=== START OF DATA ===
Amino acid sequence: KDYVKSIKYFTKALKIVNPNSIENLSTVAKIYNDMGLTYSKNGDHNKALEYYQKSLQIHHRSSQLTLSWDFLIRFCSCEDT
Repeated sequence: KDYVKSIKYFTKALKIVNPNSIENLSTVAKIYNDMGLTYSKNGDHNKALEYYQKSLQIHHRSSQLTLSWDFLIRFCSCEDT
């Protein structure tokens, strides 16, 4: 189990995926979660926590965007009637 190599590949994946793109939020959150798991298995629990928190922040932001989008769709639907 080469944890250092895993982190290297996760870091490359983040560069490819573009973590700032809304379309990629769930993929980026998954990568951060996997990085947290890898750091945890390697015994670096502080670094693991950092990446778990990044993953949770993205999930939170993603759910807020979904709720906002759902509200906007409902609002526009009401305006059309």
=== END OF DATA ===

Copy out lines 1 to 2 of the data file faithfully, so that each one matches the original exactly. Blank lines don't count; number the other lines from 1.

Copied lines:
Amino acid sequence: KDYVKSIKYFTKALKIVNPNSIENLSTVAKIYNDMGLTYSKNGDHNKALEYYQKSLQIHHRSSQLTLSWDFLIRFCSCEDT
Repeated sequence: KDYVKSIKYFTKALKIVNPNSIENLSTVAKIYNDMGLTYSKNGDHNKALEYYQKSLQIHHRSSQLTLSWDFLIRFCSCEDT